The strap 50 is interfitted through the D ring 46 and tightened as desired, with the pile surface 52 connected to the upper hook surface 48. It will be appreciated that tightening of the strap 50 draws the members 12, 14 (and the pads 30, 38) towards each other applying a compressing force on the hand in the area of the fracture. The tightening of the strap 50 is adjustable, so that the pressure applied by the pads 30, 38 can be varied as desired. The dihedral relationship yields a three point pressure with the base pads applying a vector force opposed to the vector force of the apex pad.
The tightening of the strap 50 essentially applies a 3 point pressure in the region of the hand at the desired location relative to the fracture. If the pads 30, 38 are properly positioned, tightening of the strap 50 will in most cases provide acceptable reduction of the fracture, and with the strap 50 secured, the fracture is immobilized.
With the brace 10 in its treating configuration as shown in FIGS. 1 and 2, many advantages are readily apparent over conventional reduction and immobilization methods. The biomechanical advantage which the brace 10 offers the physician fascilitates the reduction and may decrease the need for, or reduce the dose of patient analgesia during the reduction. Most of the hand is exposed which is advantageous for clinical inspection and cleanliness. Further, brace 10 is of a synthetic resin, radiolucent material which permits easy radiographic monitoring by the physician of the alignment and healing progress of the fracture. Most importantly, with the brace 10 in position, the patient has a relative large freedom of movement of the wrist, hand, and fingers, allowing most normal activities. This has several potential benefits among which are earlier return to the patient's vocation and a quicker resolution of edema.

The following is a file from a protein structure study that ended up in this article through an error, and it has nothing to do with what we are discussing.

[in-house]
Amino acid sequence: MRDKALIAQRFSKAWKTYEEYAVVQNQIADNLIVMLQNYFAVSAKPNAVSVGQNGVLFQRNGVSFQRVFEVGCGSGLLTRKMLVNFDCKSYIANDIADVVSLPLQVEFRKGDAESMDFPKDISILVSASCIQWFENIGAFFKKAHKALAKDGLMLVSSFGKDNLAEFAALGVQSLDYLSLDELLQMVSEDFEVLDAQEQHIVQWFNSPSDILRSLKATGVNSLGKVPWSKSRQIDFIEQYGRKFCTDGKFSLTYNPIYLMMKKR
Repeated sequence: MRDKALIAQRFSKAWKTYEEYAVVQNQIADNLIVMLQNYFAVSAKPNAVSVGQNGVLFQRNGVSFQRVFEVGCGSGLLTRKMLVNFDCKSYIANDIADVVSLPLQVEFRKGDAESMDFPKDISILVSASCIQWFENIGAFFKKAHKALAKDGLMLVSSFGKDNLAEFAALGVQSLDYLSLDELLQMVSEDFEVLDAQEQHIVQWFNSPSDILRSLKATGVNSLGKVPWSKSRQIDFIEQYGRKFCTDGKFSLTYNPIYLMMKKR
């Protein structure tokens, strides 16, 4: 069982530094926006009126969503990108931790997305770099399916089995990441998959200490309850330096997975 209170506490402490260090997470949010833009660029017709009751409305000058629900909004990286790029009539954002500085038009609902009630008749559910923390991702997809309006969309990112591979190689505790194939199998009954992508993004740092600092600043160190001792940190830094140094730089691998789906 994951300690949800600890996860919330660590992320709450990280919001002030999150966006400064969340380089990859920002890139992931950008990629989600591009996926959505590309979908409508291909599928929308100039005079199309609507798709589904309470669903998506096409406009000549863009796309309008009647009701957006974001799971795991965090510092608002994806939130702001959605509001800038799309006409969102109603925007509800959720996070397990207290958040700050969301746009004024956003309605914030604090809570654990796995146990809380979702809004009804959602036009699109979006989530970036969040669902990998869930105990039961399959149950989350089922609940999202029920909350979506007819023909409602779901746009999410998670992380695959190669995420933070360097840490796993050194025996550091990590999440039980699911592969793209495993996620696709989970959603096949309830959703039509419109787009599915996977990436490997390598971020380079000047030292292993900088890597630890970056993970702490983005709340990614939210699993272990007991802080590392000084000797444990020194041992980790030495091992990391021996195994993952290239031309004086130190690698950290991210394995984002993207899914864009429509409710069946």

Although the brace 10 of the preferred embodiment is designed to immobilize metacarpal fractures of the hand, those skilled in the art will appreciate that different embodiments of the present invention can easily be adapted to treat other types of fractures. Further, although only 3 pads are contemplated in the brace 10 of the preferred embodiment, it would of course be possible to incorporate a plurality of pads to accommodate certain types of comninuted or segmental fractures and multiple bone fractures.
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|WO2001043671A1 *||Dec 18, 2000||Jun 21, 2001||Grampian University Hospitals||Fracture brace|
|International Classification||A61F5/058, A61B19/00|
|Cooperative Classification||A61B2017/00902, A61F5/05866|
|May 13, 1985||AS||Assignment|
Owner name: UNIVERSITY OF TEXAS SYSTEMS THE, 201 WEST 7TH STRE
Free format text: ASSIGNMENT OF ASSIGNORS INTEREST.;ASSIGNORS:VIEGAS, STEVEN F.;TENCER, ALLAN F.;WOODARD, PEGGY;AND OTHERS;REEL/FRAME:004417/0986;SIGNING DATES FROM 19850430 TO 19850501
Owner name: UNIVERSITY OF TEXAS SYSTEMS, THE,TEXAS
Free format text: ASSIGNMENT OF ASSIGNORS INTEREST;ASSIGNORS:VIEGAS, STEVEN F.;TENCER, ALLAN F.;WOODARD, PEGGY;AND OTHERS;SIGNING DATES FROM 19850430 TO 19850501;REEL/FRAME:004417/0986
|Oct 22, 1990||FPAY||Fee payment|
Year of fee payment: 4
|Sep 28, 1994||FPAY||Fee payment|
Year of fee payment: 8
|Oct 26, 1998||FPAY||Fee payment|
Year of fee payment: 12